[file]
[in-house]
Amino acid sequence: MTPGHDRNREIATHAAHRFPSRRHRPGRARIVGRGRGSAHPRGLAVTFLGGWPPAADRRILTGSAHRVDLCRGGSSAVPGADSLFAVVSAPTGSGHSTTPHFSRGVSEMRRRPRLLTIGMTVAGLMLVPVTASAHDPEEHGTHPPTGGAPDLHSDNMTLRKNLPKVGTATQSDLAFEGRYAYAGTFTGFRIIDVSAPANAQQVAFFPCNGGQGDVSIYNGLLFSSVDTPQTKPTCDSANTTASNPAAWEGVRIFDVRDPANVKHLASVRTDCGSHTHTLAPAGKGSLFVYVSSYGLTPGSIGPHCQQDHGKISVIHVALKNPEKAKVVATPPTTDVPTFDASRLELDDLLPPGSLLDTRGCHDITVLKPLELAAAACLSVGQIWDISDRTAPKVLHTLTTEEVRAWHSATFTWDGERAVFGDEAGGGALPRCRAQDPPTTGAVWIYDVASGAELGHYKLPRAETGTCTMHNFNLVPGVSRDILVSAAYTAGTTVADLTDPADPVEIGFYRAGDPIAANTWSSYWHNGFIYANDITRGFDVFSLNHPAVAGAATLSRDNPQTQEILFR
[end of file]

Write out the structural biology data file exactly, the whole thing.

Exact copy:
[in-house]
Amino acid sequence: MTPGHDRNREIATHAAHRFPSRRHRPGRARIVGRGRGSAHPRGLAVTFLGGWPPAADRRILTGSAHRVDLCRGGSSAVPGADSLFAVVSAPTGSGHSTTPHFSRGVSEMRRRPRLLTIGMTVAGLMLVPVTASAHDPEEHGTHPPTGGAPDLHSDNMTLRKNLPKVGTATQSDLAFEGRYAYAGTFTGFRIIDVSAPANAQQVAFFPCNGGQGDVSIYNGLLFSSVDTPQTKPTCDSANTTASNPAAWEGVRIFDVRDPANVKHLASVRTDCGSHTHTLAPAGKGSLFVYVSSYGLTPGSIGPHCQQDHGKISVIHVALKNPEKAKVVATPPTTDVPTFDASRLELDDLLPPGSLLDTRGCHDITVLKPLELAAAACLSVGQIWDISDRTAPKVLHTLTTEEVRAWHSATFTWDGERAVFGDEAGGGALPRCRAQDPPTTGAVWIYDVASGAELGHYKLPRAETGTCTMHNFNLVPGVSRDILVSAAYTAGTTVADLTDPADPVEIGFYRAGDPIAANTWSSYWHNGFIYANDITRGFDVFSLNHPAVAGAATLSRDNPQTQEILFR